Green Deal More Topical than Ever
The recent report by the Intergovernmental Panel on Climate Change (IPCC) warned us that the current actions and policies against climate change are not sufficient in restricting the rise in temperatures to 1.5°C. Unless we act urgently, the current emission pathway will lead to a rise of 3°C by the end of the century. We at Castrén & Snellman have been a part of several initiatives to combat climate change, and we wish to continue our pioneering work of promoting climate actions.
The sanctions against Russia have demonstrated how highly dependent the European continent is on Rus-sian-supplied fossil fuels. We are sorely in need of increased independent, European energy production. In March, the European Commission urged once again that the Union and its Member States should expedite the changes. Even though some states find it difficult to commit to such change, in the long run our only option is energy production that is renewable and carbon neutral.
Intersecting these two energy-related crises is the Green Deal growth strategy, which aims to make the EU climate neutral by 2050. The strategy is accompanied by a comprehensive regulatory package covering everything from the climate and the environment to energy, traffic, industry, farming, sustainable financing, and reporting.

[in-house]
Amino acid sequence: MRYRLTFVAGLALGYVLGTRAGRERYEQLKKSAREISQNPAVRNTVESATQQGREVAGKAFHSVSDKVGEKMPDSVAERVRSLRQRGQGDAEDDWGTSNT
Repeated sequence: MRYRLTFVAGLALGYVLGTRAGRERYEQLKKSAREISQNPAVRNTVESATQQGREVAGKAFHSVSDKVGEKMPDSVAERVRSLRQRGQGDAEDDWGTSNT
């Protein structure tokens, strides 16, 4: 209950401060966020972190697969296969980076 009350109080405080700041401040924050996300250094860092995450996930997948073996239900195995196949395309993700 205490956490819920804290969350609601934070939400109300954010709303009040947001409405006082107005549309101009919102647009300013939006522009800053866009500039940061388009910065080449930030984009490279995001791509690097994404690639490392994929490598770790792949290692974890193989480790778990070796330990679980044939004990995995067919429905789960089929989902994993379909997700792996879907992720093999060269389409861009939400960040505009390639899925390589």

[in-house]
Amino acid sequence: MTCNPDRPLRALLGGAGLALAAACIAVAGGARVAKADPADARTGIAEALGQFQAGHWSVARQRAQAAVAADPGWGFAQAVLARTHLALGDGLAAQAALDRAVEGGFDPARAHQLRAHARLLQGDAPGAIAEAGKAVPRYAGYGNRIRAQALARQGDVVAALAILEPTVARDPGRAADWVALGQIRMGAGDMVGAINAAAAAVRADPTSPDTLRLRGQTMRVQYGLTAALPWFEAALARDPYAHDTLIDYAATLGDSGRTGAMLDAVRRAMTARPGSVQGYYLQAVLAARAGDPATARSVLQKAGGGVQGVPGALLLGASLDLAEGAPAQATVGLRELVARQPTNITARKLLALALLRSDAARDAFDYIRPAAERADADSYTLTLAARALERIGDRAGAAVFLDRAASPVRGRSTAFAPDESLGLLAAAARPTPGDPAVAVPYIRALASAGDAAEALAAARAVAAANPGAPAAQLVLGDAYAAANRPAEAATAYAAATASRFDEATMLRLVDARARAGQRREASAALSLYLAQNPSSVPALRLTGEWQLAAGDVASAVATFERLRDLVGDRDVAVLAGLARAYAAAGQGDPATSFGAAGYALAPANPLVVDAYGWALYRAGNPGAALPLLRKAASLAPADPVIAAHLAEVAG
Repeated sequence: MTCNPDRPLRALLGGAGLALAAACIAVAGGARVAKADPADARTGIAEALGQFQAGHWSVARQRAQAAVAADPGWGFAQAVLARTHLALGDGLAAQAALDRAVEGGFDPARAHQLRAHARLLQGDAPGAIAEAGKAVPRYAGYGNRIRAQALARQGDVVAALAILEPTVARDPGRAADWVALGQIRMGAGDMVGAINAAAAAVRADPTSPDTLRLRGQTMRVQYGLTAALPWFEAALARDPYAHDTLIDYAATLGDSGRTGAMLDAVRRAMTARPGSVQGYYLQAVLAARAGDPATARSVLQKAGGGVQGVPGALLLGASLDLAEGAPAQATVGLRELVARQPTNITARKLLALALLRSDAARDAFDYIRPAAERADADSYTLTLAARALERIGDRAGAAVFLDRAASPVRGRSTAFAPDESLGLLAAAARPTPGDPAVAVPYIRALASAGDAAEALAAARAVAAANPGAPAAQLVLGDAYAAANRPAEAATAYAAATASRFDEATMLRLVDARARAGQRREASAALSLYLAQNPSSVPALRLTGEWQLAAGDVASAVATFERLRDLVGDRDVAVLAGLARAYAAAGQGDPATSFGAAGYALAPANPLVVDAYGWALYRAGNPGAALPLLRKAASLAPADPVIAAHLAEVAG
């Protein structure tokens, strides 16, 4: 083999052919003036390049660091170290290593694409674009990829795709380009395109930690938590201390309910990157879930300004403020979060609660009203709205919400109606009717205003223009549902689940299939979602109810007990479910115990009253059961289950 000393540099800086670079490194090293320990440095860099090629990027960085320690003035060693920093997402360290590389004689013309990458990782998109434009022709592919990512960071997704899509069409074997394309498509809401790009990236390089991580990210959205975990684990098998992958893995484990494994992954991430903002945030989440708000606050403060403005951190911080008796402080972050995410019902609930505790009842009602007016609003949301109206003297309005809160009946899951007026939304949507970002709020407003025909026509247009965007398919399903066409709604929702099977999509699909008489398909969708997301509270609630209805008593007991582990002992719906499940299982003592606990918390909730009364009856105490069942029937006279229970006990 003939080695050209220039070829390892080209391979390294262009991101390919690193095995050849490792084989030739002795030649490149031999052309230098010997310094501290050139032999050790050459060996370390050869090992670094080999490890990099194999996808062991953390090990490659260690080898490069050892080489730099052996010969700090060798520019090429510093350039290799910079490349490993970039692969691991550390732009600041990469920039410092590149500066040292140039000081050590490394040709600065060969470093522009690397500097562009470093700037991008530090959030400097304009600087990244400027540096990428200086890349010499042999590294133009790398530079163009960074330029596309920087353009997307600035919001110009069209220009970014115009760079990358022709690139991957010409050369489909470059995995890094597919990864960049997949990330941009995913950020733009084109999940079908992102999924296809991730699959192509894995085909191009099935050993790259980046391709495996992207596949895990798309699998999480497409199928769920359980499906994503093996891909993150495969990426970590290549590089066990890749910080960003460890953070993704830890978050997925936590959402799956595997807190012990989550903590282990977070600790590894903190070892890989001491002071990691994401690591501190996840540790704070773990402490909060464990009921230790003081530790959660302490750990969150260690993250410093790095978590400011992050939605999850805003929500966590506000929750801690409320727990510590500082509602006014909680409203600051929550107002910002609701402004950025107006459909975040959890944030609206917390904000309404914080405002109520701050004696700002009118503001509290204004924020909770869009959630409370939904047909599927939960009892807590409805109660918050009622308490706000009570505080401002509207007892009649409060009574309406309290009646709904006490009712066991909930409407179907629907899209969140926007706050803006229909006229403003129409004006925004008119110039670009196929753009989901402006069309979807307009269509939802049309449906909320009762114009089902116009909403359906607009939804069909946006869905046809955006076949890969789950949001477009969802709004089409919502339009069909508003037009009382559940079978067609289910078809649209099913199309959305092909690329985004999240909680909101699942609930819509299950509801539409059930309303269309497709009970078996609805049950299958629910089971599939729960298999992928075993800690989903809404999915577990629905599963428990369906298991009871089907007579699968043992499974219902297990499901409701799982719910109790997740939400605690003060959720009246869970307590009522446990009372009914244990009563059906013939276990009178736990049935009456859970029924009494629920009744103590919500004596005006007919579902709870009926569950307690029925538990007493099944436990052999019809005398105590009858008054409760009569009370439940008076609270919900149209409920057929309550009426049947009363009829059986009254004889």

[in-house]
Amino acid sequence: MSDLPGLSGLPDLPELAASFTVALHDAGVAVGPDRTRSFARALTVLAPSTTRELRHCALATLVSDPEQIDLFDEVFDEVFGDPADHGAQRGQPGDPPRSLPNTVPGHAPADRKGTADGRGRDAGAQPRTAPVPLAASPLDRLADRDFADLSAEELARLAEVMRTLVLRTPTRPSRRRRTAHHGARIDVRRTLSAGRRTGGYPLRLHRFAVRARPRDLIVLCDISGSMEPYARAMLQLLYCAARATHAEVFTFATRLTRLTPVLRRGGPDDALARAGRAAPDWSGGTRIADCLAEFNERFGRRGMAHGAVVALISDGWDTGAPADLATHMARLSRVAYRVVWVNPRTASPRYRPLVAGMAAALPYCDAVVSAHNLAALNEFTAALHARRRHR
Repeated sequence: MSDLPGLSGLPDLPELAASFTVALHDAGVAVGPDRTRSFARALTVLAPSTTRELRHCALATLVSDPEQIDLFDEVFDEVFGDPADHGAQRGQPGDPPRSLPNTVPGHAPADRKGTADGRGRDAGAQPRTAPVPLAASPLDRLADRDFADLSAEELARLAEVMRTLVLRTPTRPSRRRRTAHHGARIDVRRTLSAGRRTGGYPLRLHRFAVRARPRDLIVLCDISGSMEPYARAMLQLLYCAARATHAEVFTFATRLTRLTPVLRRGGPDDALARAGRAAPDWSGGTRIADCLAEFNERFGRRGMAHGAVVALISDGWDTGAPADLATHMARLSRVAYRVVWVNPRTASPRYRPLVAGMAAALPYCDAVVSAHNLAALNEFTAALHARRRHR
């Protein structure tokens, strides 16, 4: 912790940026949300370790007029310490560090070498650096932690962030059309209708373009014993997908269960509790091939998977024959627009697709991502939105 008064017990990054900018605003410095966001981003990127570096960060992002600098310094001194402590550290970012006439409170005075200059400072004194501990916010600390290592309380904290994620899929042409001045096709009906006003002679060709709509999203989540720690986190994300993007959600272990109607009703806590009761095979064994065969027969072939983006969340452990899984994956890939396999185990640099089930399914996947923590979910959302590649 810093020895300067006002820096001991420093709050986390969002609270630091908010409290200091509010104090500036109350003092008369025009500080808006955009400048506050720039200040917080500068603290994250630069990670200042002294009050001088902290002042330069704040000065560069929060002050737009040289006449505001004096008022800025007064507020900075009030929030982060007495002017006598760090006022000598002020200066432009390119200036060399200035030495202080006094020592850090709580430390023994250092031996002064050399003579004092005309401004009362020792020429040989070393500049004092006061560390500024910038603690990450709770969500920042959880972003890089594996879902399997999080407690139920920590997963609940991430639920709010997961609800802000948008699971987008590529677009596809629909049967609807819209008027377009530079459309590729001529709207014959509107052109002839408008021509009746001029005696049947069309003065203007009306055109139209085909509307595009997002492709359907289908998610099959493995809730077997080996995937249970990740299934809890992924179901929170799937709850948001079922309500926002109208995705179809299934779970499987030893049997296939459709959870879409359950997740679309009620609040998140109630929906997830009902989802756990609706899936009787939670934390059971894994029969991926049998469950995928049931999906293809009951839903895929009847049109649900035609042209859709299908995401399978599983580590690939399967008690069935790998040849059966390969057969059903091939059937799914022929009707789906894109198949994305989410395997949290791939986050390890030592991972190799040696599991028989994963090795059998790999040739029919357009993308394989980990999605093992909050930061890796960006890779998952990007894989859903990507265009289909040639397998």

Achieving these goals, especially when it comes to the switch from fossil fuels to renewables, places major investment needs on companies. It will also require new skills, collaboration across different sectors, and partners who are committed to meeting the same targets. Some companies will achieve competitive edge through pioneering action, while others will focus their efforts on collaborating with others. Reforms in competition law will play a central part in this. What’s more, permit and tax regulations for energy initiatives are constantly evolving, and future regulation is neither consistent nor coordinated in all respects. Despite all this, companies must follow the laws.
In addition to evolving laws and emerging challenges, the change involves a lot of money; it is estimated that achieving the climate goals will require investments of over EUR 1,000 billion every year for the next decade. The EU will finance new innovations generously in the coming years, and investors and financiers expect companies to switch to renewable energy and to commit to sustainability. Now is the time for change – let’s choose our partners and take action.